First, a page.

It’s been almost a week since I returned from El Salvador for the third time. Every time it’s harder to leave. There was something different about this trip than the previous two. I don’t know if it was because we stayed in a new place, had several returning team members, or because it was such a wonderful team of people to work with. Every year, God puts certain people together in preparation for the people we will be serving, but this year was an especially good team.
Monday is always our travel day. We all met up at RDU at 4:30am and flew to Atlanta, then from there to San Salvador. From the airport, we get on a big yellow school bus and drive to Ahuachpan. In all, about 14 hours of traveling. This year we stayed at Hotel el Altillo, instead of Pepe’s House. The hotel was very comfortable, with air conditioning in the rooms and wonderful food all week long.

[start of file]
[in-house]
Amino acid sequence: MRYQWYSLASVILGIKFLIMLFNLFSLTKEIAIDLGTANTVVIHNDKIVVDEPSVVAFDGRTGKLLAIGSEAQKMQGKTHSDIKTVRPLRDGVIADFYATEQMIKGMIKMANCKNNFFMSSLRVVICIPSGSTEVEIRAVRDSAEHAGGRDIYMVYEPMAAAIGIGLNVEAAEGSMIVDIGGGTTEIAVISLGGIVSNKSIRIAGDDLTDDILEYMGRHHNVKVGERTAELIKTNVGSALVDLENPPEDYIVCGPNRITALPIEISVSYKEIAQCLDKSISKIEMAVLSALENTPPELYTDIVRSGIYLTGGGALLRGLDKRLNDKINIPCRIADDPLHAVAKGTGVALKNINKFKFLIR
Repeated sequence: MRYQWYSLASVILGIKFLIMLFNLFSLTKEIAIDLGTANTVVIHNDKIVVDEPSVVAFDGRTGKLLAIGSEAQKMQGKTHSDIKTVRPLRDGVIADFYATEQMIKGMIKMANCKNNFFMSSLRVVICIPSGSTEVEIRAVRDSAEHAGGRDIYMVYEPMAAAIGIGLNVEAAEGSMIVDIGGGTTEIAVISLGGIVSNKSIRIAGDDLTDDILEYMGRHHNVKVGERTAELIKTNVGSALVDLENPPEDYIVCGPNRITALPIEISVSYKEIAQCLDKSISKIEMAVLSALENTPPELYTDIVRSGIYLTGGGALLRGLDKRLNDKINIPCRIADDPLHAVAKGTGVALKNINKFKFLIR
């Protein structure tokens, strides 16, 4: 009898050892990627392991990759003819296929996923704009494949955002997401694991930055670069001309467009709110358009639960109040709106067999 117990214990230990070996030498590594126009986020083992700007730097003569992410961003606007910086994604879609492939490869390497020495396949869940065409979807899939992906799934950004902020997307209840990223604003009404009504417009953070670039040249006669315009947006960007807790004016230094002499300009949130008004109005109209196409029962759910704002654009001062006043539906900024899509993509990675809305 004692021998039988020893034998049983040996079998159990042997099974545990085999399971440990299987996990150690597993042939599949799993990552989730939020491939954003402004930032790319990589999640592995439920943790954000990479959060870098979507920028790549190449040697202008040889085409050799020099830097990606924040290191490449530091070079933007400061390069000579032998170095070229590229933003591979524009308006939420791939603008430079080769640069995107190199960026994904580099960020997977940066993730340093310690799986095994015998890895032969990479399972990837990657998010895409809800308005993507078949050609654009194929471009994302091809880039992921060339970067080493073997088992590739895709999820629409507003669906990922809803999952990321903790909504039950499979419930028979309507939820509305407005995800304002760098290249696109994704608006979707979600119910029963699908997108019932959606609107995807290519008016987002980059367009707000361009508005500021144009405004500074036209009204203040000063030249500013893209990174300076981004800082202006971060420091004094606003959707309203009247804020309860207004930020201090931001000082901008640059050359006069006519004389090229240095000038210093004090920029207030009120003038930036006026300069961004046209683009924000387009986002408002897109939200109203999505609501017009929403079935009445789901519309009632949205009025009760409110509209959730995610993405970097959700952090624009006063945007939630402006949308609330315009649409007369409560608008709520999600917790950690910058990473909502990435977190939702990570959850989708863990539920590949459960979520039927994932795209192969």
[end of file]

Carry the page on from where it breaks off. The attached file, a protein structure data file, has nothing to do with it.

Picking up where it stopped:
Tuesday we had our first day of work in La Gloria. We split up the group and had 9 of us working at the medical clinic and the other 6 working on food bags and delivery. Patti and I did the triage table out front, where people would come up, tell me their name, age, and why they needed to be seen. Melba and Dr. Bailey had a table with glasses outside by our triage table. Dr. Spivey, Donna, and Kathy were inside seeing patients, with Nelson and Mike running the pharmacy. The first day we saw about 175 people. The main complaints were headache, stomach ache, and arthritis. We went through almost all the ibuprofen and acetaminophen, and used a lot of the glasses.